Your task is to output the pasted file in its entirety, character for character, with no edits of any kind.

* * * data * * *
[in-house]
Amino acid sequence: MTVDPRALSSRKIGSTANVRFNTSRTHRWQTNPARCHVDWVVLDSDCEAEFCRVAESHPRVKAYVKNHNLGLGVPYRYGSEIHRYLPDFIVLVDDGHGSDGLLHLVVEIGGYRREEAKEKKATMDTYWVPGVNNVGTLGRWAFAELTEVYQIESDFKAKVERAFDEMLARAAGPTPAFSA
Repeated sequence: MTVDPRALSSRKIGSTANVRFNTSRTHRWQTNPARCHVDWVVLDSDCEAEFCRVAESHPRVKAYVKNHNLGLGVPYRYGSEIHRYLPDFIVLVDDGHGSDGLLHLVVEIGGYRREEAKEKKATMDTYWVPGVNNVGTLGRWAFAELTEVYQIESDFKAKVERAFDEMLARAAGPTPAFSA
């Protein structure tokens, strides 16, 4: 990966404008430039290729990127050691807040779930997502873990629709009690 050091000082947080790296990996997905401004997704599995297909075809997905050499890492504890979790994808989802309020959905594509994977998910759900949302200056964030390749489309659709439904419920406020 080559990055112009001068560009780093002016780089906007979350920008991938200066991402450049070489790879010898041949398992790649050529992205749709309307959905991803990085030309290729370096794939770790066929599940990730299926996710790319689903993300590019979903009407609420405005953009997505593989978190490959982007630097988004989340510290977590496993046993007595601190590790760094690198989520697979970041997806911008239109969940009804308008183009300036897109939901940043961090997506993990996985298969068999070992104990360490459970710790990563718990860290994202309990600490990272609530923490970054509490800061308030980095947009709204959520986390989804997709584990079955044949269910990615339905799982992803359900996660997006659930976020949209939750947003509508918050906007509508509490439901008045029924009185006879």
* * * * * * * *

[in-house]
Amino acid sequence: MTVDPRALSSRKIGSTANVRFNTSRTHRWQTNPARCHVDWVVLDSDCEAEFCRVAESHPRVKAYVKNHNLGLGVPYRYGSEIHRYLPDFIVLVDDGHGSDGLLHLVVEIGGYRREEAKEKKATMDTYWVPGVNNVGTLGRWAFAELTEVYQIESDFKAKVERAFDEMLARAAGPTPAFSA
Repeated sequence: MTVDPRALSSRKIGSTANVRFNTSRTHRWQTNPARCHVDWVVLDSDCEAEFCRVAESHPRVKAYVKNHNLGLGVPYRYGSEIHRYLPDFIVLVDDGHGSDGLLHLVVEIGGYRREEAKEKKATMDTYWVPGVNNVGTLGRWAFAELTEVYQIESDFKAKVERAFDEMLARAAGPTPAFSA
């Protein structure tokens, strides 16, 4: 990966404008430039290729990127050691807040779930997502873990629709009690 050091000082947080790296990996997905401004997704599995297909075809997905050499890492504890979790994808989802309020959905594509994977998910759900949302200056964030390749489309659709439904419920406020 080559990055112009001068560009780093002016780089906007979350920008991938200066991402450049070489790879010898041949398992790649050529992205749709309307959905991803990085030309290729370096794939770790066929599940990730299926996710790319689903993300590019979903009407609420405005953009997505593989978190490959982007630097988004989340510290977590496993046993007595601190590790760094690198989520697979970041997806911008239109969940009804308008183009300036897109939901940043961090997506993990996985298969068999070992104990360490459970710790990563718990860290994202309990600490990272609530923490970054509490800061308030980095947009709204959520986390989804997709584990079955044949269910990615339905799982992803359900996660997006659930976020949209939750947003509508918050906007509508509490439901008045029924009185006879």